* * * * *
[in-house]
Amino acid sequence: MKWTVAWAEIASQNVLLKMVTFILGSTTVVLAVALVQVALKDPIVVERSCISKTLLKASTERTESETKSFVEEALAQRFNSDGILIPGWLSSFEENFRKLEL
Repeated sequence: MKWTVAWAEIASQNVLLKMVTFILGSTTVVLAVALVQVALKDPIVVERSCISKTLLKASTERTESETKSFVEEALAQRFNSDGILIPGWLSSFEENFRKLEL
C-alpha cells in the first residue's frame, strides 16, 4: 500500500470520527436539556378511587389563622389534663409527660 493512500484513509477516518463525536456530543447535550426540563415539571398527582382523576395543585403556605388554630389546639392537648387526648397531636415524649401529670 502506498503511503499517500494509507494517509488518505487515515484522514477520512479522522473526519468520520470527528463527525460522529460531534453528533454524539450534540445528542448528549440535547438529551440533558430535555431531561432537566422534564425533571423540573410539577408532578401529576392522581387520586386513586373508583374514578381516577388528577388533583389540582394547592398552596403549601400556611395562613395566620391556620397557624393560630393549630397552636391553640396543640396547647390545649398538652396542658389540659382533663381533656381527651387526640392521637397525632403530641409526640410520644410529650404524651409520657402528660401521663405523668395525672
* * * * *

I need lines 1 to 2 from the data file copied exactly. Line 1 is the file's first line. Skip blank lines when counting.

[in-house]
Amino acid sequence: MKWTVAWAEIASQNVLLKMVTFILGSTTVVLAVALVQVALKDPIVVERSCISKTLLKASTERTESETKSFVEEALAQRFNSDGILIPGWLSSFEENFRKLEL